and 400 packet arrival times worth of extra work to forward the thing.
My experience with this suggests that it is actually easier to build if
it doesn't work like that.  The switch I recently bought for my house,
this one


specifies the total latency (that's total time, not jitter) through the
switch at 4.1 us for 64 byte packets, a precision I expect they
arrived at by just adding up the store-and-forward and fixed pipeline
delays.  Nearly all of the variation in delay is from competing traffic

Even if 1-10us was observed for individual samples, however, that is
still missing the point.  The interesting number is not the variability
of individual samples, it is the stability of the measure of central
tendency derived from many such samples (e.g. the average, if the
variation were gaussian) that is the interesting number.

>> If you add competing
>> traffic, like real life networks, the packet-to-packet variability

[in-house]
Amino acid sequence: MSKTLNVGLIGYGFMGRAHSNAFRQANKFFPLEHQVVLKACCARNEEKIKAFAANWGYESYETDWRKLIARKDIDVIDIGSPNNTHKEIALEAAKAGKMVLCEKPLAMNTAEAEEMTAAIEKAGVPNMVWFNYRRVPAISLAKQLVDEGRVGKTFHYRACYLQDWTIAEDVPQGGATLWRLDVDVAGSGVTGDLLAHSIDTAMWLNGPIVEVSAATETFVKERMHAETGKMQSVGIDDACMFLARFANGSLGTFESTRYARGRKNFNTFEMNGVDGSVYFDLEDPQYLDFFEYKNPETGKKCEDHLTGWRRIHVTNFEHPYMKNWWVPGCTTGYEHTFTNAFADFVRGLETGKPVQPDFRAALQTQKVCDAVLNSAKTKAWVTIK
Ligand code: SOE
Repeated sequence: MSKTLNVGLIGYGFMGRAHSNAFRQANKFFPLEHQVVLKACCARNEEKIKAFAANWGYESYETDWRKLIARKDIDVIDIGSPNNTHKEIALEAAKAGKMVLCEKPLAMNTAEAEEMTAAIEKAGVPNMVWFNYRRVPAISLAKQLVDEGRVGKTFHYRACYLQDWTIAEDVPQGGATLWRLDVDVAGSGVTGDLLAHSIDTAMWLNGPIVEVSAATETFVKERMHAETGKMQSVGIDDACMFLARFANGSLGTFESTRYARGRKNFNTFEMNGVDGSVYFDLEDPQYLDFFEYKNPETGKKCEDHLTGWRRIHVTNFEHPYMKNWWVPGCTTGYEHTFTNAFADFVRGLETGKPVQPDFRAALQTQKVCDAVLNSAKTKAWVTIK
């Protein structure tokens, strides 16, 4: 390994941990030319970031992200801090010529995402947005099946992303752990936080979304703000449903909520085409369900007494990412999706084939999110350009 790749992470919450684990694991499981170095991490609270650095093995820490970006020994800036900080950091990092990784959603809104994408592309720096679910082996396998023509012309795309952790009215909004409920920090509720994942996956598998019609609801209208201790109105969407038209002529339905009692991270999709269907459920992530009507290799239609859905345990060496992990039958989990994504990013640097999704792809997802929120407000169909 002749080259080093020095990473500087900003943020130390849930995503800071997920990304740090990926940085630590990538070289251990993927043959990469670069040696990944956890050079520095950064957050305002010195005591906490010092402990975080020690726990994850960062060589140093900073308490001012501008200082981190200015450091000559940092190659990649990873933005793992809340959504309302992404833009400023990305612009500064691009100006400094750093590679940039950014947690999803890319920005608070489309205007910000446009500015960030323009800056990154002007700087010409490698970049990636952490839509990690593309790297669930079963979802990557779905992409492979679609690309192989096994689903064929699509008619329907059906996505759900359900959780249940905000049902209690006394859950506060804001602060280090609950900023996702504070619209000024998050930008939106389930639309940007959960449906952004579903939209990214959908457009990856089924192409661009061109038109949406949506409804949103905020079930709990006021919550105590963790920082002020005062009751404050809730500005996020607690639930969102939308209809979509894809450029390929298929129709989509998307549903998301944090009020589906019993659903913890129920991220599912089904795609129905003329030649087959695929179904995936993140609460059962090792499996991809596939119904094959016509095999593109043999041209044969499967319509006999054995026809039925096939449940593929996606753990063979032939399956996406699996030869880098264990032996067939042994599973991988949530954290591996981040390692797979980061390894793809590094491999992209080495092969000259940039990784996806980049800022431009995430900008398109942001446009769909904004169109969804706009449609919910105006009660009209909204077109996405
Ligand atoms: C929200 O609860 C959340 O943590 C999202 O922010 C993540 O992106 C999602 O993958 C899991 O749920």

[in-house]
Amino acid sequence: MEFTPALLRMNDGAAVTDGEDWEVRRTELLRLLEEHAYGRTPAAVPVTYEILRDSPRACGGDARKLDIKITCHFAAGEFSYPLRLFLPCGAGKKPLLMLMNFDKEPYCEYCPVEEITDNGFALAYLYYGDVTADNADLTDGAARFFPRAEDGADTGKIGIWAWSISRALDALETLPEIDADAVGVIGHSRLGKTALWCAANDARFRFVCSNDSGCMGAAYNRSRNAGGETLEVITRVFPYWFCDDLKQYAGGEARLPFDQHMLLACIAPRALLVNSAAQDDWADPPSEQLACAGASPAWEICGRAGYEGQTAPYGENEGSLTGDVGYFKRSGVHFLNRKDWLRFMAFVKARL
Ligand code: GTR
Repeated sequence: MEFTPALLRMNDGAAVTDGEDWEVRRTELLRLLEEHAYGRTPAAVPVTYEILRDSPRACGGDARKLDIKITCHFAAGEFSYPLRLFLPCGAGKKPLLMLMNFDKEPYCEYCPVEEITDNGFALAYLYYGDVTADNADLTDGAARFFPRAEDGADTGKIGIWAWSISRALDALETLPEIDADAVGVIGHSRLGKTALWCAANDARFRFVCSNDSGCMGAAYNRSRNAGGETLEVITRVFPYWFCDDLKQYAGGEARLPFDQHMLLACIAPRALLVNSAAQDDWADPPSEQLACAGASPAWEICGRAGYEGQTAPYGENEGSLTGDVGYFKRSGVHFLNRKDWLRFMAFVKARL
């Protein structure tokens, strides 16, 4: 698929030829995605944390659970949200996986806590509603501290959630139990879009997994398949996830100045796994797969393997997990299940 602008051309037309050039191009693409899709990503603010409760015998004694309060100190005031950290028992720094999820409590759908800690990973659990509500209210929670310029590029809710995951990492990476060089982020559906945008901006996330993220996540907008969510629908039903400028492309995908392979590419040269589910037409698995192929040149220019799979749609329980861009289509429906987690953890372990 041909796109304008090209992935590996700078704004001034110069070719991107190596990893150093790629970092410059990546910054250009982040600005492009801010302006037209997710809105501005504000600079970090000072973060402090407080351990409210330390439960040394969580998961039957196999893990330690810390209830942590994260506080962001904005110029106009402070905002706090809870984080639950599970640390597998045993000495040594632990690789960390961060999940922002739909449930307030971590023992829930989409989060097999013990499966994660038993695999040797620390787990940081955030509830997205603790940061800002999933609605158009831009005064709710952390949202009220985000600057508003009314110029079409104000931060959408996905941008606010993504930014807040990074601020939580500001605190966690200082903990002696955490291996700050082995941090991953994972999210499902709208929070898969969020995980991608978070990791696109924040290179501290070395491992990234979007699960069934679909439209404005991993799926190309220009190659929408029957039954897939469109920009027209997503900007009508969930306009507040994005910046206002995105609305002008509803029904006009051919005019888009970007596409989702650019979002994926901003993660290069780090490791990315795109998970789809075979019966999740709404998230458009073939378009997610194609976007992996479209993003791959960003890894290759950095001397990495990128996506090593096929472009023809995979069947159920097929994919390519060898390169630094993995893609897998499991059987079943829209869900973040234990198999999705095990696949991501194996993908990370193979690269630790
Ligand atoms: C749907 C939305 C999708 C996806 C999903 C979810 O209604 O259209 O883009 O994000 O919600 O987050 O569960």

>> becomes much worse, but this is sample noise that can be addressed
>> by taking larger numbers of samples and filtering based on the expected
>> statistics of that noise.
> Here lies the big problem. While with GPS we pretty much know what
> the time is that the signal takes to reach earth, we have no clue
> with network packets in a loaded network. We don't even have an
> idea what the packet transmit distribution is in the moment we are
> doing our measurements. Neither the queue length in the router/switch
> nor anything else. And the loading of a switch changes momentarily
> and this in turn changes the delay of our packets. You can of course
> apply math and try to get rid of quite a bit of noise, but you will
> never get rid of it down to ns levels.

?? NTP is a two-way time transfer.  We directly measure how long the
cumulative queue lengths are for the round trip for each sample, and we
hence directly measure how this changes from sample to sample.  There are
also good statistical models for the average behaviour of such queues when
operating at traffic levels where packet losses are rare and where the
bandwidth is not being significantly consumed by a small number of large,
correlated, flows, which is the usual operating state for both local
networks and Internet backbones (it is usually access circuits that are
the problem) and there are heuristics one can use to determine when the
statistics are not likely to be so nice; these are of use when designing